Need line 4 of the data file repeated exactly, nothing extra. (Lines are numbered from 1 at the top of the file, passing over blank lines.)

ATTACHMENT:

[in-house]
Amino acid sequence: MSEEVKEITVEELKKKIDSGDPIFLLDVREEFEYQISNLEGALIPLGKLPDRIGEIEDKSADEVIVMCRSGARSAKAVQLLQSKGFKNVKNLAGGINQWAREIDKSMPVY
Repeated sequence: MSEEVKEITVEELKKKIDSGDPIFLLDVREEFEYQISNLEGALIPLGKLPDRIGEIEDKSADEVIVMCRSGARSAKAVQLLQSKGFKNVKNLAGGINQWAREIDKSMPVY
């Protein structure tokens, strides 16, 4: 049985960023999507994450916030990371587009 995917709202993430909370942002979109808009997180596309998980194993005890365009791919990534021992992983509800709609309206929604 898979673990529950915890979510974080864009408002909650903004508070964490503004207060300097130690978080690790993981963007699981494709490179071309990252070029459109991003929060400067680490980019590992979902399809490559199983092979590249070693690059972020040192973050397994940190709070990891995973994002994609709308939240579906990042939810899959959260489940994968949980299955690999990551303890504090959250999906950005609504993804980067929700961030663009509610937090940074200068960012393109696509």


């Protein structure tokens, strides 16, 4: 049985960023999507994450916030990371587009 995917709202993430909370942002979109808009997180596309998980194993005890365009791919990534021992992983509800709609309206929604 898979673990529950915890979510974080864009408002909650903004508070964490503004207060300097130690978080690790993981963007699981494709490179071309990252070029459109991003929060400067680490980019590992979902399809490559199983092979590249070693690059972020040192973050397994940190709070990891995973994002994609709308939240579906990042939810899959959260489940994968949980299955690999990551303890504090959250999906950005609504993804980067929700961030663009509610937090940074200068960012393109696509």